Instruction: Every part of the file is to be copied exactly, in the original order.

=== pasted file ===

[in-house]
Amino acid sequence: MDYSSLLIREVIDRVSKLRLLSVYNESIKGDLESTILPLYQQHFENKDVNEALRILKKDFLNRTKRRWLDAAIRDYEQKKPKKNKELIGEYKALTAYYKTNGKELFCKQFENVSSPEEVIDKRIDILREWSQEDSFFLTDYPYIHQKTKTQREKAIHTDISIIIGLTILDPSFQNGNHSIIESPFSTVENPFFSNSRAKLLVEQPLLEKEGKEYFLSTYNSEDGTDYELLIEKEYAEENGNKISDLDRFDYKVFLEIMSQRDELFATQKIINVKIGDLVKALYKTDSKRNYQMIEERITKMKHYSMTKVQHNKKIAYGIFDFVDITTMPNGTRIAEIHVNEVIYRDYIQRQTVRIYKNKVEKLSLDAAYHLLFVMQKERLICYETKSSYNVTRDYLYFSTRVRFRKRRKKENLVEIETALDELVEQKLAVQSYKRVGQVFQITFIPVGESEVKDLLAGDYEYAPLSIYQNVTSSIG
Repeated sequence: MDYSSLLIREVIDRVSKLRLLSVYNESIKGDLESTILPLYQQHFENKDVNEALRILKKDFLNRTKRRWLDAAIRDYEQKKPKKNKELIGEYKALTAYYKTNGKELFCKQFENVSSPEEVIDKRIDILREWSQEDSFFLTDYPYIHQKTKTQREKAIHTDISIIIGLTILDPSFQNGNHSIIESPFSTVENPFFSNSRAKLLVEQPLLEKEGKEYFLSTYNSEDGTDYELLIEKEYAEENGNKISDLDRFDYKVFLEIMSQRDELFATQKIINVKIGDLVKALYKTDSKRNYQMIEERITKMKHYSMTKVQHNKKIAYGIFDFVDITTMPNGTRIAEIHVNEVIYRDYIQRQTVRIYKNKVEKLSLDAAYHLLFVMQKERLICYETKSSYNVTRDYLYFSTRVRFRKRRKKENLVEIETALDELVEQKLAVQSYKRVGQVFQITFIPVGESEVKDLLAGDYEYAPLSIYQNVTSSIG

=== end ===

[in-house]
Amino acid sequence: MDYSSLLIREVIDRVSKLRLLSVYNESIKGDLESTILPLYQQHFENKDVNEALRILKKDFLNRTKRRWLDAAIRDYEQKKPKKNKELIGEYKALTAYYKTNGKELFCKQFENVSSPEEVIDKRIDILREWSQEDSFFLTDYPYIHQKTKTQREKAIHTDISIIIGLTILDPSFQNGNHSIIESPFSTVENPFFSNSRAKLLVEQPLLEKEGKEYFLSTYNSEDGTDYELLIEKEYAEENGNKISDLDRFDYKVFLEIMSQRDELFATQKIINVKIGDLVKALYKTDSKRNYQMIEERITKMKHYSMTKVQHNKKIAYGIFDFVDITTMPNGTRIAEIHVNEVIYRDYIQRQTVRIYKNKVEKLSLDAAYHLLFVMQKERLICYETKSSYNVTRDYLYFSTRVRFRKRRKKENLVEIETALDELVEQKLAVQSYKRVGQVFQITFIPVGESEVKDLLAGDYEYAPLSIYQNVTSSIG
Repeated sequence: MDYSSLLIREVIDRVSKLRLLSVYNESIKGDLESTILPLYQQHFENKDVNEALRILKKDFLNRTKRRWLDAAIRDYEQKKPKKNKELIGEYKALTAYYKTNGKELFCKQFENVSSPEEVIDKRIDILREWSQEDSFFLTDYPYIHQKTKTQREKAIHTDISIIIGLTILDPSFQNGNHSIIESPFSTVENPFFSNSRAKLLVEQPLLEKEGKEYFLSTYNSEDGTDYELLIEKEYAEENGNKISDLDRFDYKVFLEIMSQRDELFATQKIINVKIGDLVKALYKTDSKRNYQMIEERITKMKHYSMTKVQHNKKIAYGIFDFVDITTMPNGTRIAEIHVNEVIYRDYIQRQTVRIYKNKVEKLSLDAAYHLLFVMQKERLICYETKSSYNVTRDYLYFSTRVRFRKRRKKENLVEIETALDELVEQKLAVQSYKRVGQVFQITFIPVGESEVKDLLAGDYEYAPLSIYQNVTSSIG